Summary/Reaction Papers—What Are They?
- In a reaction paper, your job is to, in the space of 6 double-spaced pages, (A) summarize the key points in the reading (2-3 pages) and (B) offer some commentary on one or more points in the readings which you find interesting or problematic (3-4 pages).
- Summary/reaction papers can be about any of the readings.
- Papers must be passed in (via Moodle) on or before the day in which the reading is to be covered in class. The papers must be passed in before class starts.
- You can complete a maximum of one summary/reaction paper per week.
- You can do your paper on the same week you do your class expert session.
- You do not have to follow the traditional essay structure. Introductory and concluding paragraphs are not necessary. You can use “I.”
- Citations are not necessary as long as you are using only the readings from the course—simply indicating the page # after direct quotes is sufficient. However, all readings from outside the course must be cited according to APA Style.
- You can integrate your personal experiences in the summary/reaction paper, but it should not be composed entirely of these. It’s important that you demonstrate that you understand the reading (see the criteria on the next page).
- A trap that writers of these papers occasionally fall into is to spend all their time summarizing the reading. Although a significant portion of the paper must be devoted to summary, the paper needs to “add value” in a meaningful sense. I want to know what you think about what you are reading.
- An additional trap is to pick a reading simply because it is short. However, good reaction papers are written when you are genuinely interested in what you are reading, so I recommend making your choice according to that criterion and nothing else.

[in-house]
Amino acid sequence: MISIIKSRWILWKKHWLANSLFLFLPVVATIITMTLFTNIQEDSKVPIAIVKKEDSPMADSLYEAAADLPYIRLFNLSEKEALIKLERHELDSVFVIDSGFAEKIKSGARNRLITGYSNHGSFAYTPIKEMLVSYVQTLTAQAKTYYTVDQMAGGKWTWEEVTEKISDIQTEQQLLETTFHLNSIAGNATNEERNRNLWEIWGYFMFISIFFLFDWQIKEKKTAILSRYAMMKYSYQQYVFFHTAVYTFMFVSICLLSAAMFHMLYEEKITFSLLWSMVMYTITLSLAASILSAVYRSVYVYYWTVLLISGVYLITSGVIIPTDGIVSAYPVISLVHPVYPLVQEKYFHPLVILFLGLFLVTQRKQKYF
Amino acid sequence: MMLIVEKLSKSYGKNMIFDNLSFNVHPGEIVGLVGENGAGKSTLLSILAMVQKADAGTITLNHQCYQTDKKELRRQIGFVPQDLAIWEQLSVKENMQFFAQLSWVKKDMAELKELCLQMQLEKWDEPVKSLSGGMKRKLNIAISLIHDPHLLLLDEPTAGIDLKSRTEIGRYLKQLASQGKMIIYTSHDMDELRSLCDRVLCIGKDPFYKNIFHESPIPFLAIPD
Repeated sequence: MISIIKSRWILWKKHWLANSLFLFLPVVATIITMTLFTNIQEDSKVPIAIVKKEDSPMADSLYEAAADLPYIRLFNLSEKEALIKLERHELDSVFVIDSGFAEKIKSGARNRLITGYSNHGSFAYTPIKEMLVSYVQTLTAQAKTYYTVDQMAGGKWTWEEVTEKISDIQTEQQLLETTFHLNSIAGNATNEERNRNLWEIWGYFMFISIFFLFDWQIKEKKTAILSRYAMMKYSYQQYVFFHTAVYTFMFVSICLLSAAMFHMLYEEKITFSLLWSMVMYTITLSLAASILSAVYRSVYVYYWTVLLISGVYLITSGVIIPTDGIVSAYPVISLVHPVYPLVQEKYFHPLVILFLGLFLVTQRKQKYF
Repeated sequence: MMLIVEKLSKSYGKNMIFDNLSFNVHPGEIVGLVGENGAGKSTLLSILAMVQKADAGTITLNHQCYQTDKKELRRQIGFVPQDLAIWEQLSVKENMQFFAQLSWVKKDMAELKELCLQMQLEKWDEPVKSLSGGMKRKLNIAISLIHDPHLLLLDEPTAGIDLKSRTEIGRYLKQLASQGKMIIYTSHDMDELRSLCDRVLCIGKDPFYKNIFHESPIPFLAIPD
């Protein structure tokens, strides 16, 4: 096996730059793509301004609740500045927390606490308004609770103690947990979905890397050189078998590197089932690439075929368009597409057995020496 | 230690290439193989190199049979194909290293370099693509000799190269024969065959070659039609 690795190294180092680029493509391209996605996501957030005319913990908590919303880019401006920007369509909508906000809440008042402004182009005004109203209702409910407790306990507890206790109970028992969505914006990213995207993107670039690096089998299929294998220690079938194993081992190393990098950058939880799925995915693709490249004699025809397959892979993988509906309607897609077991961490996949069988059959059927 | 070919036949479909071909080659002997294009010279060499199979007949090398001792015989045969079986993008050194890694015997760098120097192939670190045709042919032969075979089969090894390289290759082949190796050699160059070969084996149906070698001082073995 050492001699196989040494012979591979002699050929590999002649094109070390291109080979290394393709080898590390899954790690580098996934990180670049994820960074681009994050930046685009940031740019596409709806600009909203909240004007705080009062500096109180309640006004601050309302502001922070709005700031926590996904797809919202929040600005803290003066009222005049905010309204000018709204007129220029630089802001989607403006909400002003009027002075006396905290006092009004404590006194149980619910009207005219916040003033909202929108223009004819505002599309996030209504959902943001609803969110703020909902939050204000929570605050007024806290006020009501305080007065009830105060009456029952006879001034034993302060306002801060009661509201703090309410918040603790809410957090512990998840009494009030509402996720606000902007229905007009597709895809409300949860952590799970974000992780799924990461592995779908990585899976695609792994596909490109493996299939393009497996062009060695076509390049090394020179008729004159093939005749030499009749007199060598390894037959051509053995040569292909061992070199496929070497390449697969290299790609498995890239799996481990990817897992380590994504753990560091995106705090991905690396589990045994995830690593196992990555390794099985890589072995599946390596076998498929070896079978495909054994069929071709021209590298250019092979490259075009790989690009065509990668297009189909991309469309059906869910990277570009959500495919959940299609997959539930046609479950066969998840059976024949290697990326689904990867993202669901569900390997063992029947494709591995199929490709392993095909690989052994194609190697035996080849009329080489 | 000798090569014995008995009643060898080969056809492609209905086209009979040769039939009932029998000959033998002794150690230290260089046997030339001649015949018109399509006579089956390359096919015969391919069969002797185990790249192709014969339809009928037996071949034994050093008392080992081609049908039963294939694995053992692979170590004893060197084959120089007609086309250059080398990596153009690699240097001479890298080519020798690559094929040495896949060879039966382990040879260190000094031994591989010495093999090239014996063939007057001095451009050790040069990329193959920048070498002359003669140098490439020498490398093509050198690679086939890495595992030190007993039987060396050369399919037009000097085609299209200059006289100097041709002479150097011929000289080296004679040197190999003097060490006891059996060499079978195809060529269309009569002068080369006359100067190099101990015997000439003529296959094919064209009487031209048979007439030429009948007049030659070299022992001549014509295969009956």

How do I evaluate summary/reaction papers?
When marking your papers, I have the following four criteria in mind:
|Is the paper well-written from a grammar and style standpoint?||Not really/Somewhat/Mostly/Absolutely|
|Is the paper well-organized and coherent?||Not really/Somewhat/Mostly/Absolutely|
|Is the paper accurate? Does the author understand the reading he/she is writing about?||Not really/Somewhat/Mostly/Absolutely|
|Does the paper add valueto the reading? Is it interesting and thoughtful? Do the arguments make sense?||Not really/Somewhat/Mostly/Absolutely|
These four criteria will be factored holistically by me (i.e. you won’t get a specific score on them) to generate a final grade. Generally speaking, a majority of “Absolutelies” will translate into A+, A, or A/A-; “Mostlies” will translate into A- and A-/B+; and “Somewhats” will translate to B and B+. Receiving a “Not really” in any category can drag your mark down according to my discretion, depending on how bad I think the “Not really” is.
Please note that Criterion 4 is more important than the others, and I weigh it more heavily. You will never receive an A without receiving “Absolutely” on Category 4. Likewise, “Not Really” on Category 4 will count particularly heavily against you.